Symposium: Ginsburg, the death penalty and strategic gradualism
This article is part of a symposium on the jurisprudence of the late Justice Ruth Bader Ginsburg.
Jeffrey L. Kirchmeier is a professor of law at CUNY Law School and author of Imprisoned by the Past: Warren McCleskey, Race, and the American Death Penalty.
When Justice Ruth Bader Ginsburg was appointed to the Supreme Court in 1993, she had never ruled in a death penalty case. She brought to the court her experience both as an attorney protecting oppressed groups and as a court of appeals judge who embraced judicial moderation. During the subsequent years, her support for individual rights and her judicial moderation informed her approach to capital punishment amid growing societal concerns about the unfairness of the death penalty system.
In both public statements and her votes, Ginsburg recognized problems with the implementation of the death penalty. For example, during a lecture in Maryland in 2001, she discussed poor legal representation of capital defendants and stated that she was “glad to see” Maryland pass an execution moratorium bill. In 2011, she told law students that she hoped the court one day would hold that “the death penalty could not be administered with an even hand.” Despite those concerns, Ginsburg, taking a methodical approach, never wrote an opinion declaring the death penalty unconstitutional in all cases.
Some justices have taken the broader position. Justices Thurgood Marshall and William Brennan rejected the return of the death penalty in the 1970s by reasoning that capital punishment violates the Eighth Amendment of the Constitution. Marshall and Brennan dissented in every case upholding a capital sentence through the rest of their careers.
Other justices later took that position near or at the end of their judicial careers. In February 1994, during Ginsburg’s first term on the court, Justice Harry Blackmun wrote a dissenting opinion concluding that the death penalty is unconstitutional. Around that same time, former Justice Lewis Powell revealed he regretted his votes upholding the death penalty. Similarly, and also during Ginsburg’s time on the court, Justice John Paul Stevens wrote in 2008 that the death penalty is “patently excessive and cruel and unusual punishment violative of the Eighth Amendment.”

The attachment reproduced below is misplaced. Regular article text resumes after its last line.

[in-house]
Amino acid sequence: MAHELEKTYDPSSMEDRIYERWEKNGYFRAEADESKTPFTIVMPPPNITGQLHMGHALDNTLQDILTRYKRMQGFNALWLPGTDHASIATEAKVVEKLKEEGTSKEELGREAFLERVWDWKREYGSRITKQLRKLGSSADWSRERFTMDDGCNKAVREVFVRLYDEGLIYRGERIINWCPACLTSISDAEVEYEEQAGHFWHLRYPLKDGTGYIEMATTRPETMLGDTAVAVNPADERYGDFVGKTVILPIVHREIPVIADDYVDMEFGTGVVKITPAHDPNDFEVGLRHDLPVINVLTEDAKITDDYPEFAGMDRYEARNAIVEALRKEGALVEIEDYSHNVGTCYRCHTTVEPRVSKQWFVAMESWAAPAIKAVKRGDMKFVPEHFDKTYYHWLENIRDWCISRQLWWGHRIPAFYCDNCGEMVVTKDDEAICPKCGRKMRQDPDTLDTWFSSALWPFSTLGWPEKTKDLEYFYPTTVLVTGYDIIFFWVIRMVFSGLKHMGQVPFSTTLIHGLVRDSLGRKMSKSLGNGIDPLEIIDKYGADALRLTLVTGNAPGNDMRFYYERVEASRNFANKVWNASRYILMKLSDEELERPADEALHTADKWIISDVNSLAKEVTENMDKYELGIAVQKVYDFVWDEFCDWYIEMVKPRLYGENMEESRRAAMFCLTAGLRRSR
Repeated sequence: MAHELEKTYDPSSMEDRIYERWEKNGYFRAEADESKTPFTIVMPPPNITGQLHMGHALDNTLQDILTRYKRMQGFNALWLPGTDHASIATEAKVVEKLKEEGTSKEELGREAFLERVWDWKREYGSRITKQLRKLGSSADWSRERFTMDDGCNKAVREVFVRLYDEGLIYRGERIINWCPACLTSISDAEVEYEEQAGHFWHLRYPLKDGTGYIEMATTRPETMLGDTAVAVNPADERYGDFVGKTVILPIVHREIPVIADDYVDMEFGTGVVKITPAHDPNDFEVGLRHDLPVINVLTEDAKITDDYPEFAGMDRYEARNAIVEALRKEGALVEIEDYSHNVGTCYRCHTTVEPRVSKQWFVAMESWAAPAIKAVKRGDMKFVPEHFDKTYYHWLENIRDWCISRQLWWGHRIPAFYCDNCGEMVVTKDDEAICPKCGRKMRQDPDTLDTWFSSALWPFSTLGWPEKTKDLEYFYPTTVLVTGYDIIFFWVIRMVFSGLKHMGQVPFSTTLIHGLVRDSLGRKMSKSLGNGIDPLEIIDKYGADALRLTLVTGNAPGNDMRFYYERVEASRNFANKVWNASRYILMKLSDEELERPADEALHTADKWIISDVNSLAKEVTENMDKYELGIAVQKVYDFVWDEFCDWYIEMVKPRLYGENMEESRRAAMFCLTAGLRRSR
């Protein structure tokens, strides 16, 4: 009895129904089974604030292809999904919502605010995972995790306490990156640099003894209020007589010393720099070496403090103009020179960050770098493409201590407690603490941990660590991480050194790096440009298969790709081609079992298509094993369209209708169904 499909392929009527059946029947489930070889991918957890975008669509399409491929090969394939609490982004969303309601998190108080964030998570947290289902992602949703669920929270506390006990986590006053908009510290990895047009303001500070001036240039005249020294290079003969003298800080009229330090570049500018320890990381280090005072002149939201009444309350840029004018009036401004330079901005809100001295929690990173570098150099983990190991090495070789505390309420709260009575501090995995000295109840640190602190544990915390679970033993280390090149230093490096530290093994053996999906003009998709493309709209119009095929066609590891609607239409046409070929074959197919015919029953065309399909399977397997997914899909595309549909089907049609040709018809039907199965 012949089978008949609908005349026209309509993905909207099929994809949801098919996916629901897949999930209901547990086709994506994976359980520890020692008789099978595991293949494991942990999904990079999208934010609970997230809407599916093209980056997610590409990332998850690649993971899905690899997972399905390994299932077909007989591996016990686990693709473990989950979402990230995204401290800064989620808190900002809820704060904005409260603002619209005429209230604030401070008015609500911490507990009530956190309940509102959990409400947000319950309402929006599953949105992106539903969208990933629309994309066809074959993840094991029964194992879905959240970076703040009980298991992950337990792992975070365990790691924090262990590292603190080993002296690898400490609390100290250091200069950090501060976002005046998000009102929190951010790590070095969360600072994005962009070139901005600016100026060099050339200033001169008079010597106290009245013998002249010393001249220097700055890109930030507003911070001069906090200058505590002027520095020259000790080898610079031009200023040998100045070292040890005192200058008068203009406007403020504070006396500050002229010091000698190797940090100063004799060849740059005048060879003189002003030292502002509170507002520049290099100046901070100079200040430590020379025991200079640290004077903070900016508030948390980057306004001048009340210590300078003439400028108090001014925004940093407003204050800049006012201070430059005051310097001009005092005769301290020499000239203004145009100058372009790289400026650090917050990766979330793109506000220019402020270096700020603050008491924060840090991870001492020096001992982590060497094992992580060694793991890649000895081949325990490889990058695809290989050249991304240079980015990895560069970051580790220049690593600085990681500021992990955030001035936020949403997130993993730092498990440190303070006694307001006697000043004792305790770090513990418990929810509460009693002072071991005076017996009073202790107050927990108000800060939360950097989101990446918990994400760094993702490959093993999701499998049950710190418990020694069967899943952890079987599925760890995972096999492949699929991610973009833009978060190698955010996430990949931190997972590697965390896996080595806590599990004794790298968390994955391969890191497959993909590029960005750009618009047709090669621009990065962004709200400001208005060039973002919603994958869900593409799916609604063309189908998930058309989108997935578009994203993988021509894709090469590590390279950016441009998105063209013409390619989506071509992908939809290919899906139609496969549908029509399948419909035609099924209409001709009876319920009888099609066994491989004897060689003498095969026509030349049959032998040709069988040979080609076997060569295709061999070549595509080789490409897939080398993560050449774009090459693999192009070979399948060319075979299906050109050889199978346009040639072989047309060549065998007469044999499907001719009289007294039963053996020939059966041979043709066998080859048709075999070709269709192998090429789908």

Unlike those justices, Ginsburg was not on the Supreme Court for the landmark death penalty decisions upholding the modern death penalty in the 1970s and 1980s, such as Gregg v. Georgia and McCleskey v. Kemp. As a law professor, she co-authored an amicus brief for the American Civil Liberties Union in the important 1977 case on capital punishment and sexual assault, Coker v. Georgia. But her judicial experience with the death penalty largely spanned a time of declining executions, and that backdrop may have helped guide her to a more gradual approach of working with her colleagues at chipping away at capital punishment rather than sweeping broadly.
Her approach to capital punishment cases grew from a thoughtful strategic decision. She believed she could be more influential by participating directly in the court’s decisions analyzing capital punishment rather than by taking a broad position that the death penalty always violated the Constitution. Although some criticized her approach, her careful analysis drew respect from her colleagues, with justices on the other side of a case sometimes acknowledging the logic of her reasoning.